Vital Words and Uncommon Archives: A Workshop in Experimental Criticism with Mary Cappello

I heard, as if I had no Ear/Until a Vital Word/Came all the way from Life to me/And then I knew I heard — (E. Dickinson)

What might happen to your scholarly practice if you allowed other sorts of source materials than those that are conventionally mandated to be in dialogue with your writing, your form, or your focus? We’ll work with what I call the uncommon archive to pursue the effects on our work of the seemingly simple mandate to “start from someplace else.” Three different genres of in-seminar writing experiments (influenced by the work of Emily Dickinson, Lynda Barry, and Christina Sharpe) will take us further and further into realms of unplumbed depths, generative adjacencies, and absent interlocutors. How is interest generated? Where does it come from and by what means does it arrive? In our short time together, I look forward to pursuing new grounds for unanticipated arrivals as we make audible and visible criticism’s unconscious.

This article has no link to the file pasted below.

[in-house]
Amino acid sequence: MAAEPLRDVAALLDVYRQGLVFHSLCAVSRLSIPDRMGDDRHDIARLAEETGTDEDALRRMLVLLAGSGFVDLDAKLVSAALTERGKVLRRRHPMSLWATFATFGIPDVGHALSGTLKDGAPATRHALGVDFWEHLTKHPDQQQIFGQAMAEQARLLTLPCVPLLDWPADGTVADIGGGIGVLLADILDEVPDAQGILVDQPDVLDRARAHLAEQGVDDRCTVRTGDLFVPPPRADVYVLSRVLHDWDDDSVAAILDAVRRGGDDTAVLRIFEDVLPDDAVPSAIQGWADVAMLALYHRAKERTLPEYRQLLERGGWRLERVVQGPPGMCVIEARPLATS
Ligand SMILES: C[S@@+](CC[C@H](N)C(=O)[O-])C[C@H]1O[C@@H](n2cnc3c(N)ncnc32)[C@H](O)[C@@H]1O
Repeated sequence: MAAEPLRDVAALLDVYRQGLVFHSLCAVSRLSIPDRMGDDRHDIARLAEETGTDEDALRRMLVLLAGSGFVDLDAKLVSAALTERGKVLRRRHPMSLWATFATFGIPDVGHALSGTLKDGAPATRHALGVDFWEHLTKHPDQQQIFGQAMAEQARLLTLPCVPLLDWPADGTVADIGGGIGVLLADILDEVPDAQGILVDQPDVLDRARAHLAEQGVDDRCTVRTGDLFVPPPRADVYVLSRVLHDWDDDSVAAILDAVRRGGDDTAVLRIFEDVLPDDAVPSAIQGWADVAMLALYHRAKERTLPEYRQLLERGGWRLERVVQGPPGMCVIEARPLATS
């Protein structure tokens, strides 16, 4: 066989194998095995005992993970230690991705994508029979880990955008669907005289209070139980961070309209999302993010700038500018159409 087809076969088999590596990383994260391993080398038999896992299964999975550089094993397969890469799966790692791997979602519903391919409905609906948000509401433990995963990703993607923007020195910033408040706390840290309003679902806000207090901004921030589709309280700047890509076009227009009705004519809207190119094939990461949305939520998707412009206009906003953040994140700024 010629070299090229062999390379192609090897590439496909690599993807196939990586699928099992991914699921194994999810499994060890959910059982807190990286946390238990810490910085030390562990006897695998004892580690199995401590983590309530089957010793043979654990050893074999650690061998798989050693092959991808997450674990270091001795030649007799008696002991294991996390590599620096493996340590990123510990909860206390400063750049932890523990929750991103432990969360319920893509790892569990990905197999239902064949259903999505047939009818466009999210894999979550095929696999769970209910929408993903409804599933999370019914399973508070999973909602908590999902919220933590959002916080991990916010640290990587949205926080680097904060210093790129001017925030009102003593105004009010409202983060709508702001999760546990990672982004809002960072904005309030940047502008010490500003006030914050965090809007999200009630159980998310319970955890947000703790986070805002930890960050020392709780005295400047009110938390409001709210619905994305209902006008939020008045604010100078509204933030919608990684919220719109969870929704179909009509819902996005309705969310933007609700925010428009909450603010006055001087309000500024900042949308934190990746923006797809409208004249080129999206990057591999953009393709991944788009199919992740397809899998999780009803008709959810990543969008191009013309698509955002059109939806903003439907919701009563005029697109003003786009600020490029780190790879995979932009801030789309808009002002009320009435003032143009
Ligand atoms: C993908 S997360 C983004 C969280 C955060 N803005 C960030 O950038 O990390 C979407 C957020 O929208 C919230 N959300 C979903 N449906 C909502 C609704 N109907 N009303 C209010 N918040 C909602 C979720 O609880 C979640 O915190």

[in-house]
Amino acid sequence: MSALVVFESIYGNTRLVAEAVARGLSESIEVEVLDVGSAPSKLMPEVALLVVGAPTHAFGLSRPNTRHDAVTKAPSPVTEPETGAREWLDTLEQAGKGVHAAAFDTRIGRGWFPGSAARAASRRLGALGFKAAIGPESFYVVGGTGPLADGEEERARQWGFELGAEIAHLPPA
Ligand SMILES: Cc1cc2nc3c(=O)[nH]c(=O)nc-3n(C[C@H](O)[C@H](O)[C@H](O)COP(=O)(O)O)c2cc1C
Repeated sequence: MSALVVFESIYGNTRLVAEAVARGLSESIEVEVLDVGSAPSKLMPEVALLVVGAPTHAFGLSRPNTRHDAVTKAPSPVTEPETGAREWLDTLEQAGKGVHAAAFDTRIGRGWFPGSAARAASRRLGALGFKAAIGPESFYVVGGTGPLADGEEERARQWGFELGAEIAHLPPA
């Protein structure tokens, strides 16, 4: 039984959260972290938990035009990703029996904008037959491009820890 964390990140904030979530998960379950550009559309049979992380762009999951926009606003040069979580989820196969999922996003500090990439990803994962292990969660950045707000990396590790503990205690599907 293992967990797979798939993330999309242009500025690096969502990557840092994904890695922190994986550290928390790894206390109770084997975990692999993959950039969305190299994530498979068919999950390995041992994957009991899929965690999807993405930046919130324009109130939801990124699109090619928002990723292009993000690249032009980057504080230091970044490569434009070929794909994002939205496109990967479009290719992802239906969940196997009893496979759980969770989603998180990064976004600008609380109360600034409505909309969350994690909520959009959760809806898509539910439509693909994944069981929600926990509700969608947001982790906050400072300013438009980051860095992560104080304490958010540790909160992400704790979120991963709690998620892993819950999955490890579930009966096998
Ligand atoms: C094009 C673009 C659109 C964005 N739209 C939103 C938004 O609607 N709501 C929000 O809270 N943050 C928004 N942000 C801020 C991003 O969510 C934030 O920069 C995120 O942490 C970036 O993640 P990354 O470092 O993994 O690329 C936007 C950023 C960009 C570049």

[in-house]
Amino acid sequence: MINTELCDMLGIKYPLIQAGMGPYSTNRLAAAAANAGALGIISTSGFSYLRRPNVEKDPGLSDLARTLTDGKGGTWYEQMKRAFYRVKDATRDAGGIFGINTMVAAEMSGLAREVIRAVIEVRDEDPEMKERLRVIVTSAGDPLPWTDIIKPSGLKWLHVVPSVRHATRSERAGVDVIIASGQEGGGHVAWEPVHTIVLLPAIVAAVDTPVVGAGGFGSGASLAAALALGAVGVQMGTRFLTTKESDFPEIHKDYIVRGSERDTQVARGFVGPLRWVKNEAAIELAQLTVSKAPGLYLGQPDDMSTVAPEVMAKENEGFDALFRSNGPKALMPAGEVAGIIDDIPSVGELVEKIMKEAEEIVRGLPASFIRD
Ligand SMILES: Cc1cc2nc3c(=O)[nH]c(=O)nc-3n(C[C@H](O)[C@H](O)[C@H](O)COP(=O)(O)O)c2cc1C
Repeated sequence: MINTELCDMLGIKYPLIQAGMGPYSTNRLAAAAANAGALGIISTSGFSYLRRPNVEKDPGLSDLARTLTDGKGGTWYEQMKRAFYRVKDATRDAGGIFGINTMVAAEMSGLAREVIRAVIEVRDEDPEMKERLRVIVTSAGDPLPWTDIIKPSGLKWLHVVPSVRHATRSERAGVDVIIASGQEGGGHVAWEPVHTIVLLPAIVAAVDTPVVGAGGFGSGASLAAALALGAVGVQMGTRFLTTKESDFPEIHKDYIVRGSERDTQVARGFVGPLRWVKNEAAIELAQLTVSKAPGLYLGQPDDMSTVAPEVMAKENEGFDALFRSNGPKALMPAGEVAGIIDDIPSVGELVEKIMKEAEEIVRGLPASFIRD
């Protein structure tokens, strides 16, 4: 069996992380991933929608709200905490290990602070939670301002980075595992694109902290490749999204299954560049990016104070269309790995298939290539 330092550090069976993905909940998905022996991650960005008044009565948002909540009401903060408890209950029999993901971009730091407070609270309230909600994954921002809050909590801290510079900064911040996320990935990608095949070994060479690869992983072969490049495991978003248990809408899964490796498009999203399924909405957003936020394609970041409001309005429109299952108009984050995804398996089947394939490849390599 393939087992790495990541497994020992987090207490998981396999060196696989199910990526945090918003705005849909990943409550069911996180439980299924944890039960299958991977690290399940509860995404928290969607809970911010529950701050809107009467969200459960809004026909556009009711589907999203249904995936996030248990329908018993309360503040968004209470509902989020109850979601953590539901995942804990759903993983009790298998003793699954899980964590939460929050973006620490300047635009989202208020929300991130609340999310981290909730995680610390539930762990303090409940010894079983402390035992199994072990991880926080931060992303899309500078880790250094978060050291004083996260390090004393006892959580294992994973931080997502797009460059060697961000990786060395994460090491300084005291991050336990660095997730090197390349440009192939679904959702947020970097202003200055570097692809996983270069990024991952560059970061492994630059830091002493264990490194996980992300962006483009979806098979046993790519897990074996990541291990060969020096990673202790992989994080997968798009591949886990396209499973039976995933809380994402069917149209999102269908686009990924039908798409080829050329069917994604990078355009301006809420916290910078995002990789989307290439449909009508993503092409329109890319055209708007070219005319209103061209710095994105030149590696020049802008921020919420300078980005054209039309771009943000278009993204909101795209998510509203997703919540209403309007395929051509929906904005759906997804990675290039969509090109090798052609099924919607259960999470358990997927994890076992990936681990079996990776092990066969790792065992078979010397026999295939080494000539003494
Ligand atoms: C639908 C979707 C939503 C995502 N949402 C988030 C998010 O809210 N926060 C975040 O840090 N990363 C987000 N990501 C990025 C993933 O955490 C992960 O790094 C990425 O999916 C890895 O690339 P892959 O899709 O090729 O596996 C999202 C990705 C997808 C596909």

Participants are invited to bring a signature-style analog notebook* expressly for the purpose of the exercises we will pursue together and with the hope of its serving as a portable studio for the evolution of individual projects thereafter. An openness to play (child’s work) and experiment (a willingness to fail) will also prove essential.

*a bound writing surface whose feel, shape and size personally resonate for their bearer

There are limited spaces available; to register for the workshop, please email

Mary Cappello is a queer practitioner of the essay, experiments in prose, memoir, literary nonfiction, and performative criticism. A Guggenheim and Berlin Prize Fellow, she is the author of seven books that include a detour on awkwardness; a breast-cancer anti-chronicle; a lyric biography; a speculative manifesto; and the mood fantasia, Life Breaks In. Keen to reconceive the forms nonfiction takes in public to meet the pressing political needs of our time, she has authored projects like the essay as collaborative mood room, and the inter-active anti-panel, while also calling for a return to the lecture as a sounding, contemplative art. A former Fulbright fellow at the Gorky Literary Institute (Moscow), she is Professor Emerita of English and Creative Writing at the University of Rhode Island.